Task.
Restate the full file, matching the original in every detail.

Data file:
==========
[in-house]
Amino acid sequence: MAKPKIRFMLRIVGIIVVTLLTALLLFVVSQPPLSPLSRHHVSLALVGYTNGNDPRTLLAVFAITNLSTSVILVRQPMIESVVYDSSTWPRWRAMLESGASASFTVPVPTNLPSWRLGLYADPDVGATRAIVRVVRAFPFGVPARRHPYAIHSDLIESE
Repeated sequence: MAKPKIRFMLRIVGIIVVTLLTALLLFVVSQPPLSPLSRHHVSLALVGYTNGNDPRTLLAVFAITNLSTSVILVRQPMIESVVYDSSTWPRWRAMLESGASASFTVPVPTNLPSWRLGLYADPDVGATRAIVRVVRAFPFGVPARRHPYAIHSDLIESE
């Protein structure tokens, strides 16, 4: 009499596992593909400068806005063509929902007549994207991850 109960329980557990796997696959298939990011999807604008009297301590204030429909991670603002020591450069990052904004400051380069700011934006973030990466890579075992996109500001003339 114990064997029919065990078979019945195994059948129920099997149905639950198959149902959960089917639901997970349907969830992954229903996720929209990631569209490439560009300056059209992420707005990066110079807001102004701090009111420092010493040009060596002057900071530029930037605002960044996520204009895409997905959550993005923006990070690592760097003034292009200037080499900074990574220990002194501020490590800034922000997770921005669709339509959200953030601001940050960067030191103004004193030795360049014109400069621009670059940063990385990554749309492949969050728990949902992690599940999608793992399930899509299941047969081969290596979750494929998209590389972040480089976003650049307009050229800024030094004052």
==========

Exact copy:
[in-house]
Amino acid sequence: MAKPKIRFMLRIVGIIVVTLLTALLLFVVSQPPLSPLSRHHVSLALVGYTNGNDPRTLLAVFAITNLSTSVILVRQPMIESVVYDSSTWPRWRAMLESGASASFTVPVPTNLPSWRLGLYADPDVGATRAIVRVVRAFPFGVPARRHPYAIHSDLIESE
Repeated sequence: MAKPKIRFMLRIVGIIVVTLLTALLLFVVSQPPLSPLSRHHVSLALVGYTNGNDPRTLLAVFAITNLSTSVILVRQPMIESVVYDSSTWPRWRAMLESGASASFTVPVPTNLPSWRLGLYADPDVGATRAIVRVVRAFPFGVPARRHPYAIHSDLIESE
């Protein structure tokens, strides 16, 4: 009499596992593909400068806005063509929902007549994207991850 109960329980557990796997696959298939990011999807604008009297301590204030429909991670603002020591450069990052904004400051380069700011934006973030990466890579075992996109500001003339 114990064997029919065990078979019945195994059948129920099997149905639950198959149902959960089917639901997970349907969830992954229903996720929209990631569209490439560009300056059209992420707005990066110079807001102004701090009111420092010493040009060596002057900071530029930037605002960044996520204009895409997905959550993005923006990070690592760097003034292009200037080499900074990574220990002194501020490590800034922000997770921005669709339509959200953030601001940050960067030191103004004193030795360049014109400069621009670059940063990385990554749309492949969050728990949902992690599940999608793992399930899509299941047969081969290596979750494929998209590389972040480089976003650049307009050229800024030094004052």